Explained: Hashed Timelock Contracts in Blockchain Applications

HTLCs can safeguard cross-chain crypto transactions between two parties but there are some vulnerabilities that may need to be taken care of.

Explained: Hashed Timelock Contracts in Blockchain Applications

Photo Credit: Reuters

Bitcoin and Ethereum are among blockchains that support HTLCs

  • HTLCs are a way to safeguard funds from third party access
  • HTLCs are still, however, vulnerable to bribery attacks
  • HTLC still largely unfamiliar to the public

Cryptocurrencies, the unconventional newbie in the world of finance, is laced with hidden or lesser-known features that when put to use, could safeguard funds against losses. One such feature is called the Hashed Timelock Contract (HTLC). An HTLC is a time-bound smart contract, that allows transfers of crypto funds only after the receiving party punches a secret, pre-decided cryptographic passphrase. Deploying an HTLC while finalising a crypto transfer could ensure that no third party can access the funds – keeping the transaction secure.

In order to complete an HTLC transaction, the receiving party must ensure that they log the passphrase within a pre-decided timeframe. If either of these criteria are not met with, the transaction is not processed.

How are HTLCs Deployed?

HTLCs have two primary components – Hashlock and Timelock.

A hashlock, as per a report by Investopedia, is a cryptographically regenerated version of a public key. The party that decided to send the funds gets to generate hashlocks, which eventually act as private keys. Once generated, hashlocks are uploaded in the form of pre-images that later reveal themselves at the time of the financial transaction.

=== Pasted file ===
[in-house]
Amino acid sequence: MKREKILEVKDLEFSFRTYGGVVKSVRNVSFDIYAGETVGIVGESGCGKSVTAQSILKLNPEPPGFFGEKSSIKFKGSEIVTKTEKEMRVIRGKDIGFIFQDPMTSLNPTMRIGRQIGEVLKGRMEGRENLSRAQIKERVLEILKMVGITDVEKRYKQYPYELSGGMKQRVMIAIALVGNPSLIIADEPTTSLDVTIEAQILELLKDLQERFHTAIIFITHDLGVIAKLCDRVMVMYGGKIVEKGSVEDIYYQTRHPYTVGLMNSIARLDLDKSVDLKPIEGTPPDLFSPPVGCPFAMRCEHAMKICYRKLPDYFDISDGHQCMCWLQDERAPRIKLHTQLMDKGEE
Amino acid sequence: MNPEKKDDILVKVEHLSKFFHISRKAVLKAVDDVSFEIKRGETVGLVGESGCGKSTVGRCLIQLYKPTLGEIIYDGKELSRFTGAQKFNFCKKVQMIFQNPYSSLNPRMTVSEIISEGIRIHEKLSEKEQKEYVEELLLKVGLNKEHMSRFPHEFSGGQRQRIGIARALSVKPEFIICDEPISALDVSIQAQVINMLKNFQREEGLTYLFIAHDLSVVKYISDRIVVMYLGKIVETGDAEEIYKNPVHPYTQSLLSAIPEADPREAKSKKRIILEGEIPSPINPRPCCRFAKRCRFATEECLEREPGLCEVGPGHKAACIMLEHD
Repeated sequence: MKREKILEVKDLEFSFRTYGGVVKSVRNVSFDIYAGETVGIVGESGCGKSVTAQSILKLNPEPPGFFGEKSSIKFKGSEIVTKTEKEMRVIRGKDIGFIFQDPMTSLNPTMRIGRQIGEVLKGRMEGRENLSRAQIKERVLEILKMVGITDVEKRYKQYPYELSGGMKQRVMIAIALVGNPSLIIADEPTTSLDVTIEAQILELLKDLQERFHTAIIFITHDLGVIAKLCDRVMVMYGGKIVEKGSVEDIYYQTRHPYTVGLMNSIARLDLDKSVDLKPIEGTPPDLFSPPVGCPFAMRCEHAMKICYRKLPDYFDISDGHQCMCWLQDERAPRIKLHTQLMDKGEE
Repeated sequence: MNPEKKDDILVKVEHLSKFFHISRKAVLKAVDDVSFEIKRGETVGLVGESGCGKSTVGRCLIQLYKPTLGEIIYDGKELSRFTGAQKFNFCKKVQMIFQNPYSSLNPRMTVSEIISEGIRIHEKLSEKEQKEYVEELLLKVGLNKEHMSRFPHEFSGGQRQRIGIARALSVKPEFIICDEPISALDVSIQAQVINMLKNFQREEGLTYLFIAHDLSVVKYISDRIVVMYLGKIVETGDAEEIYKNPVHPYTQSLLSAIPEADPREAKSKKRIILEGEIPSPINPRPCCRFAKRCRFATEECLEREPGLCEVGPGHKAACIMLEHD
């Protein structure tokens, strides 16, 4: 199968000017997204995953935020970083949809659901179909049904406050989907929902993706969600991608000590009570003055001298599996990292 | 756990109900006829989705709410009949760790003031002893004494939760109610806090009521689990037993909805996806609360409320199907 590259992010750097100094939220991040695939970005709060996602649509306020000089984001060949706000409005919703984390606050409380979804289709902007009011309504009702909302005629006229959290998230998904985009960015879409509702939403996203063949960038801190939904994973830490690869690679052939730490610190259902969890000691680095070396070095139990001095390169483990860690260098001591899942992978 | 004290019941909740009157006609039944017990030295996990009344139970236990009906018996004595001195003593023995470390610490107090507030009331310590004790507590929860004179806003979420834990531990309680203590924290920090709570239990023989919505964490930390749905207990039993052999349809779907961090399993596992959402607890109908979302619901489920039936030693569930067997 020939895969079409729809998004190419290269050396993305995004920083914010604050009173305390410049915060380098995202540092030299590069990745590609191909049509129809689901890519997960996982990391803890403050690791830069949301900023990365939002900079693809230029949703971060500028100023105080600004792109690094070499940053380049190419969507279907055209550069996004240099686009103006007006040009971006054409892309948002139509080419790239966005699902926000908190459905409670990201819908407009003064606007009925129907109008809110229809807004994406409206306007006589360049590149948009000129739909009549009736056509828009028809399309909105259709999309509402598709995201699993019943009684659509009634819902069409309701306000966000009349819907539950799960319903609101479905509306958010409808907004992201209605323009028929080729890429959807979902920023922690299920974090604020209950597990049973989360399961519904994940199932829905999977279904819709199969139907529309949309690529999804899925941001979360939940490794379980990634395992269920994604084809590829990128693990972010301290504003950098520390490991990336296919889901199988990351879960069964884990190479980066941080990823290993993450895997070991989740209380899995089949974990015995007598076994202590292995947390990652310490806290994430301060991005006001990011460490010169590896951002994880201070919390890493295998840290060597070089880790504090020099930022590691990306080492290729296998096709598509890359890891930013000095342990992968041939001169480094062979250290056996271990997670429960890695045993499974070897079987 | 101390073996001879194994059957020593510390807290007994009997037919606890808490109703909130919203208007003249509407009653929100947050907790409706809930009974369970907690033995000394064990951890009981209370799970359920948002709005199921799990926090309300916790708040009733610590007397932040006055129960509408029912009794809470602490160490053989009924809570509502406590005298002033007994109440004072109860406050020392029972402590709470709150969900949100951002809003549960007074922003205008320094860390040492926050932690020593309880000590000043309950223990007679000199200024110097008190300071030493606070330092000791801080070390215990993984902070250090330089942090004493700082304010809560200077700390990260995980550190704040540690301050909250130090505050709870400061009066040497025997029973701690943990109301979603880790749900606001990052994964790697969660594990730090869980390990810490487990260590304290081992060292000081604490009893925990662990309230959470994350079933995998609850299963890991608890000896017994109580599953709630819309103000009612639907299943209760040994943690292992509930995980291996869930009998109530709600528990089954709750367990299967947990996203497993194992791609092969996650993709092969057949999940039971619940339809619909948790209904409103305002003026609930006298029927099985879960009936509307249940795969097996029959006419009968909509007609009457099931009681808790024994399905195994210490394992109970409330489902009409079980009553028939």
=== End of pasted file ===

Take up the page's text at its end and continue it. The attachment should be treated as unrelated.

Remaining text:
On the other hand, a timelock is used to add the time element to HTLCs. Each HTLC contract has two timelocks to frame the exact period within which the receiving party need to punch in the cryptographed passphrase to facilitate the transaction.

Where do HTLCs Work?

Bitcoin and Ethereum are among several other blockchains that allow HTLC transactions. These kinds of smart contracts make the overall blockchain industry more interoperable by allowing cross-chain transactions without having to involve a centralised exchange, said a report by Faster Capital.

It is however notable, that HTLCs are subject to some vulnerabilities, out of which bribery attacks sit on top of the heap. In bribery attacks, the attacker can extend a higher transaction fee as a favour to blockchain miners to make them access an HTLC transaction unethically.

Another kind of vulnerability that can affect the successful completion of an HTLC contract is the Malleability attack. Here, the attacker can manage to change the transaction ID of the HTLC causing the transaction to fail all together.


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Radhika Parashar
Radhika Parashar is a senior correspondent for Gadgets 360. She has been reporting on tech and telecom for the last three years now and will be focussing on writing about all things crypto. Besides this, she is a major sitcom nerd and often replies in Chandler Bing and Michael Scott references. For tips or queries you could reach out to her at RadhikaP@ndtv.com. More
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